Mar. 31st, 2017

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Ardent strode from the entrance hall of the Palace of the Moon to Skein’s private quarters, silently snarling at the Queen’s teleport blocks in the Palace. They arrived at almost exactly the scheduled hour. Diamond of Winter awaited them in her antechamber, with a scowl on its crystalline face. Cope with it, glass-guy. You want people to be more prompt, you can let them port to the meeting spot. And we’re not even late. Technically.

The adjunct made them wait for a quarter hour anyway, during which Ardent checked her remaining messages. There was one from Whispers Rain that made her heart melt. Rain thanked her for the lovely evening, and asked after Miro’s health, and whether or not she’d been able to do anything about the intruders. I wonder if sexual jealousy is part of the Sun Etherium nowadays? I think marriage is still important to their High Court. At least it was when the Sun Queen made a big point of divorcing Jinokimijin and tumbling him from the High Court, forty-odd years ago. Whispers Rain had never been the possessive sort: she loved sharing, and was always encouraging Ardent to get into other relationships, whether friendships, casual flings, or romances. That was one of the reasons Rain couldn’t leave the Moon Etherium: too many other people there that she loved.

Ardent had been born in a time when jealousy was still seen as normal in the Moon Etherium. Fey had paired with just one other fey in relationships that were, at least in theory, sexually exclusive. To hear White Rose, who was her senior by at least a century, talk of it, it was a rule more observed in the breach. They contended that multiple relationships were common even then, but rife with lies and hypocrisy. After immortality became available to everyone by the middle of the eleventh century, exclusive, permanent, two-person marriages became increasingly rare. By the twelfth they were no longer held up even as an ideal.

Ardent’s own view of a single enduring marriage was more idealistic, and she’d held onto the desire for one for some decades after they became unfashionable. She’d been given to possessiveness and jealousy then, too. Rain was the one who’d broken her of that habit. Rain, who behaved as if sharing a lover was not merely a hardship to be tolerated but a gift to be treasured. If I’d tried harder, returned to the Etherium more often, could I have made you see Try Again as a lover with whom you shared me?

She had no idea how Miro felt on the subject. Given the state Rain and I were in when he interrupted us last night, he can’t have assumed he’s my only lover at present. I’ll have to ask him about it some time later. When we’re in private.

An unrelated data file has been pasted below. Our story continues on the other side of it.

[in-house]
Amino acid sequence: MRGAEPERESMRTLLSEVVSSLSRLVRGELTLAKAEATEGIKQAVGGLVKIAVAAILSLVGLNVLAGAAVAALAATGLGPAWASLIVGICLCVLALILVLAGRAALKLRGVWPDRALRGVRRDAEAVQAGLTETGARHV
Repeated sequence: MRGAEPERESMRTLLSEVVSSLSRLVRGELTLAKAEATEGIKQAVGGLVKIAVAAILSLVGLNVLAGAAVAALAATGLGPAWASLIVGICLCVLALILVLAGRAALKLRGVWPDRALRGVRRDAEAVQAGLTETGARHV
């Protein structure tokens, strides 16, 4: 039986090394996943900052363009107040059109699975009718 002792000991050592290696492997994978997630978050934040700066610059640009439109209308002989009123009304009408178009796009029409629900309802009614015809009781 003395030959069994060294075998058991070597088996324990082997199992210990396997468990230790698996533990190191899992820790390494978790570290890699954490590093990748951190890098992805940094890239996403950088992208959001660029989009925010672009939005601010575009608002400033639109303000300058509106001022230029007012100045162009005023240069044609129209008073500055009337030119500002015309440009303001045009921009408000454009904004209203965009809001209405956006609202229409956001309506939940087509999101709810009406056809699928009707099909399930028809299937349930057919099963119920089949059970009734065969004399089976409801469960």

After shaking her head to clear her thoughts, Ardent opened her next message from Play. It was also from last night. “Thought some more about how to stop your pet from getting stolen. There’s no way to ward a fey, far as I know. But if you keep him on a leash all the time, you can ward the collar and leash, so someone’d have to break or bypass those wards to cut him loose of you. Anti-theft wards aren’t as secure as anti-trespassing, but they’re pretty good. Another option: shift him to something small, so you can carry him close. That’d extend to him some of the benefits of your own evasiveness and invulnerability. Not as much as your clothing gets, but still. About what your bag would get, while you’re carrying it. Anyway, you’ll want to keep him close to you. We still haven’t come up with a vault that’s as good as a fey is for keeping things safe.”

There was one more message from Play after that, this one from the morning. “I can’t do anything else for you,” it said. “Don’t message me. Don’t visit me. Stay away from me. And from Storm, too.” Startled, she read it again, and then a few more times. It was so unexpected that she found herself studying it for signs of a cipher, some hidden message in the blunt, unambiguous text.

Miro touched her arm. “My lady? What’s the matter?”

Ardent shook her head; she didn’t want to talk about it here, where they would be overheard. He didn’t press her on it. She was still pondering the implications when Diamond of Winter finally called her in to attend the Queen.



Don't want to wait until the next post to read more? Buy The Moon Etherium now! Or check out the author's other books: A Rational Arrangement and Further Arrangements.

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